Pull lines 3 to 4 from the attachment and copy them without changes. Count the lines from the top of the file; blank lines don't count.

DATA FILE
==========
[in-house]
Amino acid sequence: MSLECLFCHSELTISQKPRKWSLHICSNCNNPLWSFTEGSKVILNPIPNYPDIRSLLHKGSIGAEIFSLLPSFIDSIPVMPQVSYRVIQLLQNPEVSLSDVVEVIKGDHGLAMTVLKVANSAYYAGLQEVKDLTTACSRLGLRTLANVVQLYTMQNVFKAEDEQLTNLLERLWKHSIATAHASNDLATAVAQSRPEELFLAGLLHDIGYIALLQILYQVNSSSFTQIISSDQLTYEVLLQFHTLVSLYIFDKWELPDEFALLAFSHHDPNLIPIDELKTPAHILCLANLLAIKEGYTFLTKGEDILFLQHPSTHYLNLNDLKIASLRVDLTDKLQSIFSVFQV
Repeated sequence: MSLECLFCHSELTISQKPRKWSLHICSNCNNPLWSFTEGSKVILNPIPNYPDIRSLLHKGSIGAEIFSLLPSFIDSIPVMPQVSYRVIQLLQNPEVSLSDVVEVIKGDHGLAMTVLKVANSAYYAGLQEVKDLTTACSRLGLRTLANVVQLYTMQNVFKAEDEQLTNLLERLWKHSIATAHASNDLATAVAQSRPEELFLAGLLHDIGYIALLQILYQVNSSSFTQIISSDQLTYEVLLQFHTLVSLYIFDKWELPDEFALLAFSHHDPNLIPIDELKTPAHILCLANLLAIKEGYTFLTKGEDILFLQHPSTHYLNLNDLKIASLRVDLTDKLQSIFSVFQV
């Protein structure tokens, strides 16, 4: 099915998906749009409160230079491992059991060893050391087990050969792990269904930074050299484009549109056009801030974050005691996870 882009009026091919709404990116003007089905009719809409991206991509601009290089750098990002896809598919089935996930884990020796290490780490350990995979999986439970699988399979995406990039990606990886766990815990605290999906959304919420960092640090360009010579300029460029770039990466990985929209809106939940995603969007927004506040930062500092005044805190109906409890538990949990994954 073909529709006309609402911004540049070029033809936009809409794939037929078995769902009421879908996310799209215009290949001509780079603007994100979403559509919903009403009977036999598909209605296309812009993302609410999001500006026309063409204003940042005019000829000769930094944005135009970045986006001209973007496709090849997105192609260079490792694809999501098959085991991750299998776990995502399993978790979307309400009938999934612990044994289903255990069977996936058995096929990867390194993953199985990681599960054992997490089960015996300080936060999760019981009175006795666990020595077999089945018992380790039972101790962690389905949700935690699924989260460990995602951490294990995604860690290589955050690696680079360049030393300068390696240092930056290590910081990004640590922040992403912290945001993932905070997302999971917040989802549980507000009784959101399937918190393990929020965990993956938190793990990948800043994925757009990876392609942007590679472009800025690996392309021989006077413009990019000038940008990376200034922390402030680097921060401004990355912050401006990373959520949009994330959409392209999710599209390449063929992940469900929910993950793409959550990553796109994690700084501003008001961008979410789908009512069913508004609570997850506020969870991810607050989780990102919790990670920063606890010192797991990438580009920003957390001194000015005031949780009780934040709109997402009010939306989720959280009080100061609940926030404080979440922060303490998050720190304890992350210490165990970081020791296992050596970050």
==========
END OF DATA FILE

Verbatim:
Repeated sequence: MSLECLFCHSELTISQKPRKWSLHICSNCNNPLWSFTEGSKVILNPIPNYPDIRSLLHKGSIGAEIFSLLPSFIDSIPVMPQVSYRVIQLLQNPEVSLSDVVEVIKGDHGLAMTVLKVANSAYYAGLQEVKDLTTACSRLGLRTLANVVQLYTMQNVFKAEDEQLTNLLERLWKHSIATAHASNDLATAVAQSRPEELFLAGLLHDIGYIALLQILYQVNSSSFTQIISSDQLTYEVLLQFHTLVSLYIFDKWELPDEFALLAFSHHDPNLIPIDELKTPAHILCLANLLAIKEGYTFLTKGEDILFLQHPSTHYLNLNDLKIASLRVDLTDKLQSIFSVFQV
């Protein structure tokens, strides 16, 4: 099915998906749009409160230079491992059991060893050391087990050969792990269904930074050299484009549109056009801030974050005691996870 882009009026091919709404990116003007089905009719809409991206991509601009290089750098990002896809598919089935996930884990020796290490780490350990995979999986439970699988399979995406990039990606990886766990815990605290999906959304919420960092640090360009010579300029460029770039990466990985929209809106939940995603969007927004506040930062500092005044805190109906409890538990949990994954 073909529709006309609402911004540049070029033809936009809409794939037929078995769902009421879908996310799209215009290949001509780079603007994100979403559509919903009403009977036999598909209605296309812009993302609410999001500006026309063409204003940042005019000829000769930094944005135009970045986006001209973007496709090849997105192609260079490792694809999501098959085991991750299998776990995502399993978790979307309400009938999934612990044994289903255990069977996936058995096929990867390194993953199985990681599960054992997490089960015996300080936060999760019981009175006795666990020595077999089945018992380790039972101790962690389905949700935690699924989260460990995602951490294990995604860690290589955050690696680079360049030393300068390696240092930056290590910081990004640590922040992403912290945001993932905070997302999971917040989802549980507000009784959101399937918190393990929020965990993956938190793990990948800043994925757009990876392609942007590679472009800025690996392309021989006077413009990019000038940008990376200034922390402030680097921060401004990355912050401006990373959520949009994330959409392209999710599209390449063929992940469900929910993950793409959550990553796109994690700084501003008001961008979410789908009512069913508004609570997850506020969870991810607050989780990102919790990670920063606890010192797991990438580009920003957390001194000015005031949780009780934040709109997402009010939306989720959280009080100061609940926030404080979440922060303490998050720190304890992350210490165990970081020791296992050596970050």